In any professional career, people frequently strive to achieve a level of excellence where they’re considered experts or at least highly effective in their chosen field of work (Nunn, 2008). The world of sport is no different, although determining whether or not coaches are effective and their subsequent hiring or firing is frequently assessed by win-loss records.
But being considered an effective coach should not only be defined solely or even predominantly by a head coach’s win-loss record. Becoming effective is a developmental process that takes time and involves much more than just game scores. Watching 10-time national champion, legendary Hall of Fame, and former UCLA men’s basketball head coach John Wooden during practices, Tharp and Gallimore (1976) found that he spent 50.3% of his time teaching his athletes the fundamental skills of basketball. Consistent with the concept of pursuing teaching & coaching mastery, Wooden spent half his time instructing his athletes (Nater & Gallimore, 2010).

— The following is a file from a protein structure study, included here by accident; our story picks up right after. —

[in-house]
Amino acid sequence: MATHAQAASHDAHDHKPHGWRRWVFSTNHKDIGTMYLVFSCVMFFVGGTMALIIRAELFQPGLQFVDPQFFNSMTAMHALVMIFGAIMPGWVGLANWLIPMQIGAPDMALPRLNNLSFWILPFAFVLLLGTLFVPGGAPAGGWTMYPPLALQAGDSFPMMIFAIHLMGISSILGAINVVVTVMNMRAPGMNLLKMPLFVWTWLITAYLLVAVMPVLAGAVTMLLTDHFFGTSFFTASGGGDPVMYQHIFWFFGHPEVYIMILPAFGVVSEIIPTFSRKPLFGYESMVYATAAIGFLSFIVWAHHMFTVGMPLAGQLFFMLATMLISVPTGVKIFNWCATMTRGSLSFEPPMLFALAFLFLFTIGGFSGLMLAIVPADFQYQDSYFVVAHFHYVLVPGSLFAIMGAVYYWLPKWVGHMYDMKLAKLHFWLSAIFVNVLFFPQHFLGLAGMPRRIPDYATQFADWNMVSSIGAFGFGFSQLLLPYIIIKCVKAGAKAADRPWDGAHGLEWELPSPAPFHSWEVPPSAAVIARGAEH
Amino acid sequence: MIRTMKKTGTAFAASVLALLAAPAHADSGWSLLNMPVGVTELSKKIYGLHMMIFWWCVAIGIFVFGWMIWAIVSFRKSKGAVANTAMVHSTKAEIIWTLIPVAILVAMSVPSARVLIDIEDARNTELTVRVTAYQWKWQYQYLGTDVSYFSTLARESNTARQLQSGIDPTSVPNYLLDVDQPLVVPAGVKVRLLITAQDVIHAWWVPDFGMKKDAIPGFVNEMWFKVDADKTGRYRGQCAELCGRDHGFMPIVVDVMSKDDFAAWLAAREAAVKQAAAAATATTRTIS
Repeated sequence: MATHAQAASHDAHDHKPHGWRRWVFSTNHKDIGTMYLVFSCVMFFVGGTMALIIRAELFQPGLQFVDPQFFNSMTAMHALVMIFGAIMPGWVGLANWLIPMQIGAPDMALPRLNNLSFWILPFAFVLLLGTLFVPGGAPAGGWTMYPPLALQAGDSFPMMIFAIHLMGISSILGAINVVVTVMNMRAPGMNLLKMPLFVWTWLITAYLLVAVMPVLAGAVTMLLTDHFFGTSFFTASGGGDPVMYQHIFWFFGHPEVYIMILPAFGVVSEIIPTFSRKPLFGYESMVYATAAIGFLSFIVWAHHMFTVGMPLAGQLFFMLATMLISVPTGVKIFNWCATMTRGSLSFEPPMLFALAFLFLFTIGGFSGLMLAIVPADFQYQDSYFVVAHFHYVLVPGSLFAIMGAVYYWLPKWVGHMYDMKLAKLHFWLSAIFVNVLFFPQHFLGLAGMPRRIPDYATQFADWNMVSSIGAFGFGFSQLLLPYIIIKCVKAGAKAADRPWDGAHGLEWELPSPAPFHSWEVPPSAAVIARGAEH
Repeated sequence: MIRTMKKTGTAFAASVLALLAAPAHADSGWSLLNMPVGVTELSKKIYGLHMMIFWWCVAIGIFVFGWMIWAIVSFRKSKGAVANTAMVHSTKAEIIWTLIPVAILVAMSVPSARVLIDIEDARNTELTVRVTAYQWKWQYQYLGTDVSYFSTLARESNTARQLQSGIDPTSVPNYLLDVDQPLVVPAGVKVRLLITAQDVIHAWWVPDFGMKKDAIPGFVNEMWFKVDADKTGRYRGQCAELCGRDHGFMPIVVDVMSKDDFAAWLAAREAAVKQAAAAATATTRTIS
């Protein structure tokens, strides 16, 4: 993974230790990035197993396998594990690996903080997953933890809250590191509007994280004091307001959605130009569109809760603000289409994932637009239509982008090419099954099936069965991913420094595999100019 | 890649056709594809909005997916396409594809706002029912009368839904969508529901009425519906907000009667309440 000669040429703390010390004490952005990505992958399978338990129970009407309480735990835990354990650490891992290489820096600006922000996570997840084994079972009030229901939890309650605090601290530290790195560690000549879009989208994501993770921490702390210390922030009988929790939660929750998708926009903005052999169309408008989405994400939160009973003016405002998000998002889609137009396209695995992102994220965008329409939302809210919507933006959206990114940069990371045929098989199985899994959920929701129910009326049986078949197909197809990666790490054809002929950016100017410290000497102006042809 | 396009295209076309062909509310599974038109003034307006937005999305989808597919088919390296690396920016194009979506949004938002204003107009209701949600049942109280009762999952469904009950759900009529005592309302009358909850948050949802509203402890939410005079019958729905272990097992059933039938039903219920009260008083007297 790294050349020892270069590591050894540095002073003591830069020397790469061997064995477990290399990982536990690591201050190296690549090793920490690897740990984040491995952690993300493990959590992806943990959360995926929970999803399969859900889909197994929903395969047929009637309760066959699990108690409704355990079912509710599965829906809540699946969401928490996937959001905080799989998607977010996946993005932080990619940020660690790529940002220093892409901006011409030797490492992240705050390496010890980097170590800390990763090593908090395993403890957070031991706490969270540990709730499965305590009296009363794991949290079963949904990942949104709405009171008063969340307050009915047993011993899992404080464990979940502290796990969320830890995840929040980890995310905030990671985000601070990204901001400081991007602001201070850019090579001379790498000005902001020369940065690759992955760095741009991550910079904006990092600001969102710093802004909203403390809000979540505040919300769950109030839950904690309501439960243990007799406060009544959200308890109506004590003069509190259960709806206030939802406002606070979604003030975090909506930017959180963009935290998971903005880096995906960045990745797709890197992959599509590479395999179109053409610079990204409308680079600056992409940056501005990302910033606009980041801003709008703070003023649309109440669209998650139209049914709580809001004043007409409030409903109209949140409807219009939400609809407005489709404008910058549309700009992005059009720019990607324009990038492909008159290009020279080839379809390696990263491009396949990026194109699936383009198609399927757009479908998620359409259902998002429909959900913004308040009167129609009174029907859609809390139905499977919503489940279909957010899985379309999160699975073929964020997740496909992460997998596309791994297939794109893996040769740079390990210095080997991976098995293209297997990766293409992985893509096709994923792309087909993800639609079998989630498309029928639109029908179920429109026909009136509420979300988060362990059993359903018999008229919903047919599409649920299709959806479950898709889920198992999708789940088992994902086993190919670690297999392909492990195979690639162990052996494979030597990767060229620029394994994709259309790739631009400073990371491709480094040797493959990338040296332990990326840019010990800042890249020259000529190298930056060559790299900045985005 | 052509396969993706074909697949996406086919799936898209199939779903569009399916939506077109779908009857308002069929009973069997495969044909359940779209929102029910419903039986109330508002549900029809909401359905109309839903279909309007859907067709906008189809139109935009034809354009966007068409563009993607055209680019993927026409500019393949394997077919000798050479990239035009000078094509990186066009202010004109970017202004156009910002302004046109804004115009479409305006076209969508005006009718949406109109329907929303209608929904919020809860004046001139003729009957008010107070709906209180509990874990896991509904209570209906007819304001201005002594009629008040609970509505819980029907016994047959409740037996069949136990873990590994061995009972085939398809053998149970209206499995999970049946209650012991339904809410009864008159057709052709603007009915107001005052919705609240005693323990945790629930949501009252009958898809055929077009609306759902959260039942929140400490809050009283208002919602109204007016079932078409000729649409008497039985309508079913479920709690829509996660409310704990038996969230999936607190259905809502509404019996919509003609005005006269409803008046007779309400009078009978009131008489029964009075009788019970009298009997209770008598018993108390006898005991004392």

A Coaching Case Study
This article highlights the complex experiences and thoughts of an effective female NCAA Division III (DIII) head women’s volleyball coach as her career developed. The information comes from a larger study on the development of effective coaches at the DIII level. The effective coaches in the study were identified as those who currently serve as head coaches of a DIII team sport, five-plus years of experience as a head coach at his or her current DIII institution, a career winning percentage of .500-plus, and peer recognition such as coach of the year (Gilbert, Côté, & Mallett, 2006).